Now you too can use Shakespearean English as it was intended: to make fun (and oh what fun).

Shakespearean Insults

Or, if you want to go to the source, there are a number of insult generators.

Come, come, you talk greasily; your lips grow foul.

115 Days to Dec 21st 2012


30 July 2012

Rambling about a prefix: dis-

I’m a bit of a word geek. I have been known to read the dictionary, and books on grammar, and visit the online etymology dictionary just for fun. That may make me a logophile, but I draw the line at logophilia. I also dig calligraphy. I mean, check some of this out:

Alright, well, the point of today’s post, if there is a point (which I’m beginning to doubt), is to look at one of my favourite prefixes: dis-. Although it changes the root word to its opposite, ascribing a sense of apartness (dishonest), there is a connection that I feel is intuitive (i.e. I haven’t found it substantiated in any reference on the subject). It can denote a negative meaning to the root, but it feels to me that it imparts a sense of corruption or degeneration.

ease becomes disease. It is not a simple opposition, like up and down, it is something more sinister, like right and left.

In Dante’s Inferno, Dis is the name of the city in Hell that encompasses the 6th through 9th circles, which is to say, the most serious transgressions. Despite that he wrote in the Italian of his day and region, I’m looking at the flavour of these words in English (which was only really distinguishing itself in Dante’s time).

The Romans were known to call Pluto, their god of the underworld, by the title Dis Pater, which is Father Dis. (see American Plutocracy).

So dis- takes on a hellish meaning (at least to me).

Here’s a sampling of words to show you what I mean:

  • disable, disability
  • disadvantage
  • disbelieve
  • discharge
  • disembowel
  • disgrace
  • disorder

We could have used un- as a prefix (except that its of Germanic origin, but at this point, it’s all the same in English). Look at the difference between disease and unease, disable and unable, disbeliever and unbeliever.

The city of Dis contains sinners guilty of first degree crimes (premeditated, and requiring action on their part, as opposed to spontaneous or passive crimes). In a sense, the above examples (given that I have only a smattering of them) show a sinister or far more negative meaning associated with dis- than un-, and in some cases, the difference is one of intent. A disbeliever refuses to believe. An unbeliever may be persuaded.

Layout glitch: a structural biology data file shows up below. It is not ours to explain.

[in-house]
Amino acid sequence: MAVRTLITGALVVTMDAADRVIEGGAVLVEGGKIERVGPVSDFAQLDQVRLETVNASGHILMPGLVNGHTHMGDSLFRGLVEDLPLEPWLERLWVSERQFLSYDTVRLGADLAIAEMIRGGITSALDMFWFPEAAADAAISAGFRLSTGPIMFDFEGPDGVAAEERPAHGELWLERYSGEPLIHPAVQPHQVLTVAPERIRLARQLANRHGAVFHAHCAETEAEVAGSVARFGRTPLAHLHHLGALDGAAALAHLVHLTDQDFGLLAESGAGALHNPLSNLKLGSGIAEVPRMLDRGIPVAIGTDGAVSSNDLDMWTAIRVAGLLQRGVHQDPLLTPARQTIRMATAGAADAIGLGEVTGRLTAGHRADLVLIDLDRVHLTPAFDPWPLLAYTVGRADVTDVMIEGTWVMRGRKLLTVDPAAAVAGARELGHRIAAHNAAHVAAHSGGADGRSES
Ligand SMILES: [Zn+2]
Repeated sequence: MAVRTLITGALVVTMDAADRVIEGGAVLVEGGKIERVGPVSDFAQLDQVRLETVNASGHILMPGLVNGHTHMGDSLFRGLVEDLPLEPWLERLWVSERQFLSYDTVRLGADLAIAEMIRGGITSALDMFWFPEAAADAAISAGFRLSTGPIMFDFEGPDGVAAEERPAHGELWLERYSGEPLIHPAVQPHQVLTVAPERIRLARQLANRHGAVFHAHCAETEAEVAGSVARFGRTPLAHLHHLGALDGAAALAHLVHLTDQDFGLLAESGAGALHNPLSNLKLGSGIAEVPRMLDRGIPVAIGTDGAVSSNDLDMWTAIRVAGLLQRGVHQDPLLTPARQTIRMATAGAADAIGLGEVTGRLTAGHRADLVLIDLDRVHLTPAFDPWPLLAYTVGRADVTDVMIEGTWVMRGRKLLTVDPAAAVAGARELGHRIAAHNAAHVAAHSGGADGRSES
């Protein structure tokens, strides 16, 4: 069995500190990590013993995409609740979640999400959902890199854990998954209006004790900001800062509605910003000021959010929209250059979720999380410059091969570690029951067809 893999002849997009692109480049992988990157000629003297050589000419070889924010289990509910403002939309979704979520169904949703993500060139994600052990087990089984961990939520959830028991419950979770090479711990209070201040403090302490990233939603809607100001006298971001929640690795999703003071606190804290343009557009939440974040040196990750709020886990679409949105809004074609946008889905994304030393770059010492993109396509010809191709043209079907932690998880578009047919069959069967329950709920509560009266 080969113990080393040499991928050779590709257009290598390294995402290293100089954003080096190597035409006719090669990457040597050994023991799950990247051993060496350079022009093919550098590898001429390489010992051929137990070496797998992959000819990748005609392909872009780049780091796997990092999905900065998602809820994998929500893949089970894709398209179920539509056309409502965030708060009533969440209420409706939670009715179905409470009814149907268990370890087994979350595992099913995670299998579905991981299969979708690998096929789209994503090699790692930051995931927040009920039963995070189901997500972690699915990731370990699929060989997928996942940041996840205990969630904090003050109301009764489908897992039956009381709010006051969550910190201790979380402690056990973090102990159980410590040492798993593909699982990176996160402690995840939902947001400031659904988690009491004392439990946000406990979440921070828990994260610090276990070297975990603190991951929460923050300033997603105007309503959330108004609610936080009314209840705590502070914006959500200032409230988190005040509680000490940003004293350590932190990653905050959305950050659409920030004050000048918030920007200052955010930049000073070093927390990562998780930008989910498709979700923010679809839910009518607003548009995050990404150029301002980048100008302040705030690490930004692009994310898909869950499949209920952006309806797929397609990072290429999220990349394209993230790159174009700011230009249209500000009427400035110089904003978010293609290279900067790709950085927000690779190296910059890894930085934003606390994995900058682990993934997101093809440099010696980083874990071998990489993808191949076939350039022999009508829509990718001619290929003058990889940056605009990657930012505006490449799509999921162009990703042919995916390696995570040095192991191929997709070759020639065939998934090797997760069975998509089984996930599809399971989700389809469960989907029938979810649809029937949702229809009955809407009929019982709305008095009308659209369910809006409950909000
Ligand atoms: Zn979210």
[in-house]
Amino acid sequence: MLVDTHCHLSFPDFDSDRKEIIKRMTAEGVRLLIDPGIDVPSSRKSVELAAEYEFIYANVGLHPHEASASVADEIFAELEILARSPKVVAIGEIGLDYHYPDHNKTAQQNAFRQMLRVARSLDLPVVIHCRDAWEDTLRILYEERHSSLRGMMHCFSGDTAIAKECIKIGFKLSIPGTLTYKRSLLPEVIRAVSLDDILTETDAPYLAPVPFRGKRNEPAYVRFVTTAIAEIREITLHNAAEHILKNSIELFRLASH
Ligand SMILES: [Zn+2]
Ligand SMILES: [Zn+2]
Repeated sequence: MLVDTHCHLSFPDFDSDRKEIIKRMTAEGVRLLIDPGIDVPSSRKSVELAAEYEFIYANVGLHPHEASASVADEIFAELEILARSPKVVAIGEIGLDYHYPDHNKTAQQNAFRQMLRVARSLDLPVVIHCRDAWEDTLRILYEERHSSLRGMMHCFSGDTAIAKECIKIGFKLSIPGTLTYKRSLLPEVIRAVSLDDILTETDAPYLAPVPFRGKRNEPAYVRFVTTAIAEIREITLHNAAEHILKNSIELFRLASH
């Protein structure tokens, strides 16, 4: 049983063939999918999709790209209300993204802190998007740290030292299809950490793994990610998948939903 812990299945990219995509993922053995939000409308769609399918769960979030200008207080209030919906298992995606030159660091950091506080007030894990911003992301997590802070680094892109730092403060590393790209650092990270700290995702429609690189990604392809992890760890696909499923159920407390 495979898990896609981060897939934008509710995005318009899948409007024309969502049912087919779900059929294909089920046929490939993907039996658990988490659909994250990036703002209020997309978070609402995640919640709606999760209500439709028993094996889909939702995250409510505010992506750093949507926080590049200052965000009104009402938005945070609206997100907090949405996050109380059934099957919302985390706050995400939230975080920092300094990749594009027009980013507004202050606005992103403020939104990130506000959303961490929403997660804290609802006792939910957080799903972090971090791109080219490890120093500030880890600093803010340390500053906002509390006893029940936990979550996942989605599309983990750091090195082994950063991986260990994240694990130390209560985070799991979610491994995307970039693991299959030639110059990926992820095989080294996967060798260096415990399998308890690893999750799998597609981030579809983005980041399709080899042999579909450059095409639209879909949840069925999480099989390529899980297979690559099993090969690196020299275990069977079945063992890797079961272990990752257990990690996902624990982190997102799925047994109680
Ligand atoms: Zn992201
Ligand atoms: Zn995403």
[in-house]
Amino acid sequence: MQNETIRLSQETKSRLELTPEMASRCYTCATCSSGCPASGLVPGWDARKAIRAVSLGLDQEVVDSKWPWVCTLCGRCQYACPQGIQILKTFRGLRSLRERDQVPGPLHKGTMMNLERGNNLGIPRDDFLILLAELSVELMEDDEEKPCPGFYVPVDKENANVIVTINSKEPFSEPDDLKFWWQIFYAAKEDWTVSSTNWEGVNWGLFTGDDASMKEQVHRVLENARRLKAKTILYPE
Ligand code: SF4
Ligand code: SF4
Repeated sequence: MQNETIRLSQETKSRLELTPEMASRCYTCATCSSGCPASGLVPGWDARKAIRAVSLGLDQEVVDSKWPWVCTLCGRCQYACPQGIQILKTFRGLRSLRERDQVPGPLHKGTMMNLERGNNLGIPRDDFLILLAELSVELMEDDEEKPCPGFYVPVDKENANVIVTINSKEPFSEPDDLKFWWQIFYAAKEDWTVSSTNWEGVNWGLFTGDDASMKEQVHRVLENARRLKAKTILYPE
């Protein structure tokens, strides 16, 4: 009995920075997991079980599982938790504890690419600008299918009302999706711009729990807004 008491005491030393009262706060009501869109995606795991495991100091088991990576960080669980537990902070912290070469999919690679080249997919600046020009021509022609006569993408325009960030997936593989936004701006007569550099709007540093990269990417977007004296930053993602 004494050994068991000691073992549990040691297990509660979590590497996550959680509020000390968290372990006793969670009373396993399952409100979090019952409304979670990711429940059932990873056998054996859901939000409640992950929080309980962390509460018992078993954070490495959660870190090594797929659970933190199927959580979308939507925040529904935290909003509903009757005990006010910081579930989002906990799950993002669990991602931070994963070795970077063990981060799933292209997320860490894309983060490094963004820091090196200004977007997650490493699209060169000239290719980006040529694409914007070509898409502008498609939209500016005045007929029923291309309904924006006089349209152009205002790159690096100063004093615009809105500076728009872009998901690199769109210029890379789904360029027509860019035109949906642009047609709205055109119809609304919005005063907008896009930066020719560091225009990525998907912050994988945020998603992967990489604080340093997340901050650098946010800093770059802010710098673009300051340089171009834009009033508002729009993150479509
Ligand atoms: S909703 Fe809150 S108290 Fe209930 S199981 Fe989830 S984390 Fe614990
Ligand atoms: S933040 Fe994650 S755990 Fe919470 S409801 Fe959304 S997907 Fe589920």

A distressing display.

What is most telling about this underlying significance is the use of the prefix as a word, a word which serves to substitute for the word disrespect used as a verb. Don’t dis me. Although this usage has fallen out of vogue, it was widely used for a while around the turn of the millennium. In fact, a dis was sufficient grounds for retaliation, fisticuffs, dislocated shoulders and all.

I think if there were a verb that most closely defines “dis,” it would be dismiss. Like blowing someone off completely and utterly. A short form of the equally insulting “whatever.” Either way, disaffecting.

I don’t really have a point, just riffing on this thing. I’m going to be out of town for a few days, and wanted to take care to make sure I had a few posts lined up for my absence.


144 Days to Dec 21st 2012

Art in Meta-Books

23 July 2012

Brian Dettmer’s Bibliophilia.

I love books. I will resist purchasing an e-reader until my dying day, plain and simple. I love the whole reading experience: the heft of a Pynchon novel, the dry rasp of paper under my fingertips, the sound of the pages sliding against each other with each turn, the satisfying thud of closing the cover.

Brian Dettmer also loves books, quite evidently, however, his love of their physicality has inspired him to creative expression which I find simply delightful. Check ’em out.


151 Days to Dec 21st 2012

Amazon Tribe has no Words for Time

22 July 2012

An exception that proves theAbysmal.

Once again, what we take for granted has been thrown out the window – or at least put on the windowsill to cool for reconsideration. Our idea of time, embedded in our language and day-to-day life, is not innate. The Amondawa, who we’ve only come to discover in 1986, don’t keep track of time the way we do. They are still subject to the body’s diurnal and monthly rhythms, however, time is not a separate abstraction as it is for us, and the idea of saving time would be unfathomable to them.